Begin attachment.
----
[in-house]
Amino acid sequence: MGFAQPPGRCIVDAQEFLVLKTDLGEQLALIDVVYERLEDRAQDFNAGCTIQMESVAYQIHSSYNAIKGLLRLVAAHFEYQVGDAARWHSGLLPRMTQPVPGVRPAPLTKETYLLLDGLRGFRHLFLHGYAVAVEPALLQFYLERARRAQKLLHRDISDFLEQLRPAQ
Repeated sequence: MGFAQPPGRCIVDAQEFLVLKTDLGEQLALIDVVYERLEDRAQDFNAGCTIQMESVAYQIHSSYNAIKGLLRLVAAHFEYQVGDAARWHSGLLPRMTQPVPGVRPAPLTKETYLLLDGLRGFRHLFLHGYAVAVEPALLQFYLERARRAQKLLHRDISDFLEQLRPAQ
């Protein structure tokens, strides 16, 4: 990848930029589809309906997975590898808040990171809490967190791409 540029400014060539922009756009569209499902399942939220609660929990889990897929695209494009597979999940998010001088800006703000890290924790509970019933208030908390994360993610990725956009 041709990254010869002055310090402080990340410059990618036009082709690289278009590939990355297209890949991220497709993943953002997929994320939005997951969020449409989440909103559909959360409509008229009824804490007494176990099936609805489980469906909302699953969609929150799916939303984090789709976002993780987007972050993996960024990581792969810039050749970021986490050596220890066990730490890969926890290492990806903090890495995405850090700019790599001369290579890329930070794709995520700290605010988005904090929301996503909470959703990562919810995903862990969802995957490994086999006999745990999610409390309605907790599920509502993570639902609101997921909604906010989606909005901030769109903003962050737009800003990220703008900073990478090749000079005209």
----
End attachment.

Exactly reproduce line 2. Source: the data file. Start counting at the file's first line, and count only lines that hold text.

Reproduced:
Amino acid sequence: MGFAQPPGRCIVDAQEFLVLKTDLGEQLALIDVVYERLEDRAQDFNAGCTIQMESVAYQIHSSYNAIKGLLRLVAAHFEYQVGDAARWHSGLLPRMTQPVPGVRPAPLTKETYLLLDGLRGFRHLFLHGYAVAVEPALLQFYLERARRAQKLLHRDISDFLEQLRPAQ